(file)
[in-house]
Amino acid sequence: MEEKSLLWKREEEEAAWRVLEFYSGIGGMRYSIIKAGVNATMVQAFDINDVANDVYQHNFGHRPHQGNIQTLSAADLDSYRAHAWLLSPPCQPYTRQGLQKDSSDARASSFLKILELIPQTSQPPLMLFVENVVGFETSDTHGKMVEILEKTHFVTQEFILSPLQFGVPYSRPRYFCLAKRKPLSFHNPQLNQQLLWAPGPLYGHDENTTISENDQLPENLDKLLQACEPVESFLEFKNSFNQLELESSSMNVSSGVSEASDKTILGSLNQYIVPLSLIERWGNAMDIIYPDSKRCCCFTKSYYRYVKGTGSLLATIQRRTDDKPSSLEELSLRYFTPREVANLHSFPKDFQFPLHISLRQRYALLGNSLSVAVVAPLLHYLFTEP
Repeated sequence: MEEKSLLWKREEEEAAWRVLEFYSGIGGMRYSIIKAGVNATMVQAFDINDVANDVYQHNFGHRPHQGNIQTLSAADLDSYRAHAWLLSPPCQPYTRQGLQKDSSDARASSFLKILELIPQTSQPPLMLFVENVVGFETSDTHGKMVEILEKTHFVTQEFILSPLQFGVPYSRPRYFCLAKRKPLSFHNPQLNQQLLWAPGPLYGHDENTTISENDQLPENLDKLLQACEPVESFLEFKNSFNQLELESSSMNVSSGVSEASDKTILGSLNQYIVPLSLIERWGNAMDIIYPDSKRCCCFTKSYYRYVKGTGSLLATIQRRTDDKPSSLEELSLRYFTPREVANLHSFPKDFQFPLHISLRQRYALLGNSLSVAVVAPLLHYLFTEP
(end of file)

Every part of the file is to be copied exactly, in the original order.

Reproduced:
[in-house]
Amino acid sequence: MEEKSLLWKREEEEAAWRVLEFYSGIGGMRYSIIKAGVNATMVQAFDINDVANDVYQHNFGHRPHQGNIQTLSAADLDSYRAHAWLLSPPCQPYTRQGLQKDSSDARASSFLKILELIPQTSQPPLMLFVENVVGFETSDTHGKMVEILEKTHFVTQEFILSPLQFGVPYSRPRYFCLAKRKPLSFHNPQLNQQLLWAPGPLYGHDENTTISENDQLPENLDKLLQACEPVESFLEFKNSFNQLELESSSMNVSSGVSEASDKTILGSLNQYIVPLSLIERWGNAMDIIYPDSKRCCCFTKSYYRYVKGTGSLLATIQRRTDDKPSSLEELSLRYFTPREVANLHSFPKDFQFPLHISLRQRYALLGNSLSVAVVAPLLHYLFTEP
Repeated sequence: MEEKSLLWKREEEEAAWRVLEFYSGIGGMRYSIIKAGVNATMVQAFDINDVANDVYQHNFGHRPHQGNIQTLSAADLDSYRAHAWLLSPPCQPYTRQGLQKDSSDARASSFLKILELIPQTSQPPLMLFVENVVGFETSDTHGKMVEILEKTHFVTQEFILSPLQFGVPYSRPRYFCLAKRKPLSFHNPQLNQQLLWAPGPLYGHDENTTISENDQLPENLDKLLQACEPVESFLEFKNSFNQLELESSSMNVSSGVSEASDKTILGSLNQYIVPLSLIERWGNAMDIIYPDSKRCCCFTKSYYRYVKGTGSLLATIQRRTDDKPSSLEELSLRYFTPREVANLHSFPKDFQFPLHISLRQRYALLGNSLSVAVVAPLLHYLFTEP